God Busy Here
Thoughts on the First Readings -Joe Frankenfield
Second Sunday in Advent
Isaiah 40:1-5, 9-11

Early one morning when I was very small, my mother and I stood looking out of our front window at a bright red dawn. “Why’s the sky so red,” I asked. Because, mom replied, “God’s making cotton candy today.” I’d eaten cotton candy but had no idea where it came from or how it was made. But grown-ups said that God gave us good things and cotton candy was good. For a long time I imagined God busy up in the sky making things, among them bright red cotton candy. It just seemed right, though I never figured out how he got it from “up there” to “down here”. It was a letdown, several years later, to watch a sweaty, grumpy woman in a dirty apron making cotton candy at the county fair.

Giving up the idea that God is somewhere out there acting directly on our world comes at a price. Some folks will accuse us of losing our faith – and we may wonder ourselves. If God isn’t directing things, what’s God doing? If God doesn’t control when good and bad things happen, why do we pray? If God isn’t pulling the strings, who is? Anybody?

When Jesus was beginning his ministry, he referred to himself as accomplishing the work of the Messiah; he was announcing the good news of God’s love to the disabled and disenfranchised. He then spent the rest of his life convincing his followers that they had the ability and the responsibility to bring healing and justice to those in need.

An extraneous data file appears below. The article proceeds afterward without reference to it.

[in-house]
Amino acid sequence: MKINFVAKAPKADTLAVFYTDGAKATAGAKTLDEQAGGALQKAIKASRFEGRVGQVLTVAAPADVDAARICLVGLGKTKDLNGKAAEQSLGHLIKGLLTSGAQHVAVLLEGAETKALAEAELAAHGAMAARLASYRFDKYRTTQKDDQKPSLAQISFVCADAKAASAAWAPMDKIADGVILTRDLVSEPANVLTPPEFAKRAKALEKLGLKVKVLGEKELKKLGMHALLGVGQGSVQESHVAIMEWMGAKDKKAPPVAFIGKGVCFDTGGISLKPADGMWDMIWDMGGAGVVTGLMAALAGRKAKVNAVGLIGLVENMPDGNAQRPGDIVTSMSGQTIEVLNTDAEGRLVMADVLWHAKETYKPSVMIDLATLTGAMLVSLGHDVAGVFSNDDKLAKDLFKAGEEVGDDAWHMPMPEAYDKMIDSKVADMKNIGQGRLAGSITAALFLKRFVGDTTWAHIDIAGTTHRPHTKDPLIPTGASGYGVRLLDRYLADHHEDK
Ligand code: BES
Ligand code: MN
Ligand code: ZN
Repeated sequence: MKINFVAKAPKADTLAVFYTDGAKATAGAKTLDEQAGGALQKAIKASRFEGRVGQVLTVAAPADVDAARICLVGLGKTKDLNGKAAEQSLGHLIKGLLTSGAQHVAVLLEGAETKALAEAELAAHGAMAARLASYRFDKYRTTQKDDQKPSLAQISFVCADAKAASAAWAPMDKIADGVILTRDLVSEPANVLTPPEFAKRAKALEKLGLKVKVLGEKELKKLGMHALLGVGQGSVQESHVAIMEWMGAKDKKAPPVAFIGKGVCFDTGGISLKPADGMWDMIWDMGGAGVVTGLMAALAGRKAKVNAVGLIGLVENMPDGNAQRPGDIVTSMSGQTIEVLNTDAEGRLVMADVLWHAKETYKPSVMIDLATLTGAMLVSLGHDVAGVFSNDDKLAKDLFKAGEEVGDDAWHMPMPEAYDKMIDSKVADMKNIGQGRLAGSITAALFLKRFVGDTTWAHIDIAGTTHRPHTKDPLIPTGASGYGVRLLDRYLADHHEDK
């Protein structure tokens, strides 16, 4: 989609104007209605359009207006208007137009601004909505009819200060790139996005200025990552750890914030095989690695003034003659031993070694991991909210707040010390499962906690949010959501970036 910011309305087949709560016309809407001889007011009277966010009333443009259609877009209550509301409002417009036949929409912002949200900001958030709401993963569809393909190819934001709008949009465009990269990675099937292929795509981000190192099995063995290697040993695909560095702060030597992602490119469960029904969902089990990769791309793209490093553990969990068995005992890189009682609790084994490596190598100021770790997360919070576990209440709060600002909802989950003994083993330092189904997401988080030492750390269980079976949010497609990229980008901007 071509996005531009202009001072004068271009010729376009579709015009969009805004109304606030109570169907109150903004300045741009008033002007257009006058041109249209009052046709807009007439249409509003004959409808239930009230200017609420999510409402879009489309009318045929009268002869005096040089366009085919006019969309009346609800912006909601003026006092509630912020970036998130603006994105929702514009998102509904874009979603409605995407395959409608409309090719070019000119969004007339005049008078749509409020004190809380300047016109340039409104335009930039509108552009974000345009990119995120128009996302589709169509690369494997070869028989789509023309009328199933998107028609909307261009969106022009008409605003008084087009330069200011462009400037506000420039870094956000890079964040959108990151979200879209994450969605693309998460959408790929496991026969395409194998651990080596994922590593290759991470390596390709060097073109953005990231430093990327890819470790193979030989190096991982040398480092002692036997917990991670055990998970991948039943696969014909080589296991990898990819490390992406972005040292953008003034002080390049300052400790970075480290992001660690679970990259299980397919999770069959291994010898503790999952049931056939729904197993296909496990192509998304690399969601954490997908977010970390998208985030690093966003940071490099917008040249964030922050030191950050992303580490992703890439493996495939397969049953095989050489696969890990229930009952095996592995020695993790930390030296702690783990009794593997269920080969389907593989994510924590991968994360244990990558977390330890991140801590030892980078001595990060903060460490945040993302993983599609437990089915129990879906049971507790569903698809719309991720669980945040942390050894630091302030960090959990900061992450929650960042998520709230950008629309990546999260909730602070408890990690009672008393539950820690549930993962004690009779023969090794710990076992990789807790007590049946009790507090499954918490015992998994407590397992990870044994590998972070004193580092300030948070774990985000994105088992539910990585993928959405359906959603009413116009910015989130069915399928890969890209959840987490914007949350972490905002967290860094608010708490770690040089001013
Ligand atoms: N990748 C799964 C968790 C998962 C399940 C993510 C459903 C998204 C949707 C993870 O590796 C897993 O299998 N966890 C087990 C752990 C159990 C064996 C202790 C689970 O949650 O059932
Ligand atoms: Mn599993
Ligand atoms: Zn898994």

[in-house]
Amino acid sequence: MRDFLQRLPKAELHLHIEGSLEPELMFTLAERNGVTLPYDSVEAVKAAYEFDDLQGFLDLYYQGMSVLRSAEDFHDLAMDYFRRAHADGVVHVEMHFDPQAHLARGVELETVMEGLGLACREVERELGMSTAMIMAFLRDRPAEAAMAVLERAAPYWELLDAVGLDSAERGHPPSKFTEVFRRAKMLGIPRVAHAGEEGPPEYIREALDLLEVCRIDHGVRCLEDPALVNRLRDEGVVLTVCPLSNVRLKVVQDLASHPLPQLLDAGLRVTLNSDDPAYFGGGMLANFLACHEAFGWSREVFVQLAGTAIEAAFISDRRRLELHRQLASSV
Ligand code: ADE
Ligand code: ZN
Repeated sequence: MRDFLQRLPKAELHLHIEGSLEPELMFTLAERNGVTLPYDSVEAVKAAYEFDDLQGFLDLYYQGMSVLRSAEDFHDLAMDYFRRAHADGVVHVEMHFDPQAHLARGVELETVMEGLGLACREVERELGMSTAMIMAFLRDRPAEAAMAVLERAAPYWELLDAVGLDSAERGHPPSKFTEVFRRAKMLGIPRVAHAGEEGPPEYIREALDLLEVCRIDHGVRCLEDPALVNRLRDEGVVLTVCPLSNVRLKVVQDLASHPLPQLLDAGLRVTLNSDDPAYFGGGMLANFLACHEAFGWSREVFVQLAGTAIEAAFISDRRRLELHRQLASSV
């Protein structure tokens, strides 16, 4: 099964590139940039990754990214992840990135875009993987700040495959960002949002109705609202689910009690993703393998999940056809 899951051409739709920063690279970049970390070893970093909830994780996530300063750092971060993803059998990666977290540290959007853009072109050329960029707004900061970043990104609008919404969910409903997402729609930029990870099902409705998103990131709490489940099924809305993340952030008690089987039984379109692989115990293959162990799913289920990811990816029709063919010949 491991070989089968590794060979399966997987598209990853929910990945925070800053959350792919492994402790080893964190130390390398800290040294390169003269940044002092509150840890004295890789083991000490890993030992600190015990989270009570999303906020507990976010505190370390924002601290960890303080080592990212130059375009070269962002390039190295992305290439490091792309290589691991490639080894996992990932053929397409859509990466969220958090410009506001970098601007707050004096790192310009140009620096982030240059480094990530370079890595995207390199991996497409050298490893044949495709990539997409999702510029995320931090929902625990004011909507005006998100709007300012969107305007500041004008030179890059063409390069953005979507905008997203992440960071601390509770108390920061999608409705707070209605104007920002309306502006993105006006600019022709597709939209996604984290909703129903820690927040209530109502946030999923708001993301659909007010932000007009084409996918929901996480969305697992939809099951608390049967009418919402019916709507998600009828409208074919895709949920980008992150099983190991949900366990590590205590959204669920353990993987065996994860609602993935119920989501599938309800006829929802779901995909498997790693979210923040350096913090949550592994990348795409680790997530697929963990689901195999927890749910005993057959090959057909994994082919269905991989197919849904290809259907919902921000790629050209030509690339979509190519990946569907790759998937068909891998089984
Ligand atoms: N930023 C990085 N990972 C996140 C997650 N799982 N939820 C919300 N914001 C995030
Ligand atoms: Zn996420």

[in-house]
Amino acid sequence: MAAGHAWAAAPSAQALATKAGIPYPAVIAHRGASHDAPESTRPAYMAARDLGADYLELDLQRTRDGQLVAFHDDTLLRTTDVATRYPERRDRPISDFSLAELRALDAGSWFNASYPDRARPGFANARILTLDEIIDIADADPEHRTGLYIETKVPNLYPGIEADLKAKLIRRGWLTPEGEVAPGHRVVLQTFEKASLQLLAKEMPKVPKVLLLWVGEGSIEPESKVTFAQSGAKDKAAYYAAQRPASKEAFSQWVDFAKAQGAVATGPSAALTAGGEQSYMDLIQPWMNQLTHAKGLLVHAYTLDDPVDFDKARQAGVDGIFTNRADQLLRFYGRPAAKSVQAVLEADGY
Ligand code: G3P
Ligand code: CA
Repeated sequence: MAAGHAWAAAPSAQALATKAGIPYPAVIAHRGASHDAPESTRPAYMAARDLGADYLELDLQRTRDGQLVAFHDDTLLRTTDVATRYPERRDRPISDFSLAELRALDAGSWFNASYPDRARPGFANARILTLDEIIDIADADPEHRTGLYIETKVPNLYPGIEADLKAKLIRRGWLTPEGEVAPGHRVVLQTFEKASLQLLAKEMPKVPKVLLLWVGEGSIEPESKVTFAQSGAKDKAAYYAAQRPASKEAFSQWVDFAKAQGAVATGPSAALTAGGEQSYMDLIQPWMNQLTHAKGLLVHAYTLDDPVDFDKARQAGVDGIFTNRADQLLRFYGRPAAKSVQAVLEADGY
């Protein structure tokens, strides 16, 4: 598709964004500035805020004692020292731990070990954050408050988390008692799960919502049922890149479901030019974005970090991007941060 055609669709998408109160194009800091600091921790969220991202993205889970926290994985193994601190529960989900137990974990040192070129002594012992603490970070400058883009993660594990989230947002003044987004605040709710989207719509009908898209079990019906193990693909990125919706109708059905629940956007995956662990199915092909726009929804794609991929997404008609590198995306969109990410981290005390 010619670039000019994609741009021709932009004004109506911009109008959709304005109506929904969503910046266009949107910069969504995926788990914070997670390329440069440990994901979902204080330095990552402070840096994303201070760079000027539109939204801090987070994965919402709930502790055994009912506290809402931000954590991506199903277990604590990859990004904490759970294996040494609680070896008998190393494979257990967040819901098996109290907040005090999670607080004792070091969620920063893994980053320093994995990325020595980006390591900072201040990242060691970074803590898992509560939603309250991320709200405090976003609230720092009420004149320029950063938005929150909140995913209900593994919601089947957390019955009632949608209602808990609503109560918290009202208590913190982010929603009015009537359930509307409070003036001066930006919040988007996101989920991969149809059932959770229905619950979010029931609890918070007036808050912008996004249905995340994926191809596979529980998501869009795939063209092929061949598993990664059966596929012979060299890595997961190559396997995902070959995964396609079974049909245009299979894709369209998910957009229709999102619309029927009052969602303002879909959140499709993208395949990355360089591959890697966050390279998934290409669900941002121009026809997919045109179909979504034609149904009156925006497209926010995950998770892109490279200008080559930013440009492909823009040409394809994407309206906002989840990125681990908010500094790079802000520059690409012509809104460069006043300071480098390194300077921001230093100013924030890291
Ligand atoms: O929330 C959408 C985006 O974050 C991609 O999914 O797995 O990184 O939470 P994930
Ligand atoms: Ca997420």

God is the living force bringing everything to fulfillment. God is the reality within growth and change, never forcing, never relenting, searching out the way forward. We sense it within ourselves. We thrill to it when we’re strong; we crave it when we’re weak. We are cynical about it when our progress is overwhelmed and we’re thrown back at every turn. We find it getting up and shaking itself back into life when we can see no way forward simply because, for God, not to rise up isn’t an option.

All life evolves as it struggles against the obstacles it faces. We say that Jesus revealed God in his life and death. We know that Jesus’ life was a struggle from his conception to his resurrection. Why can’t we accept that his struggle revealed God – as much as his resurrection.

Maybe one day we’ll be able to see the saint in the sweaty cotton candy lady with the dirty apron. When we do, she’ll be less grumpy.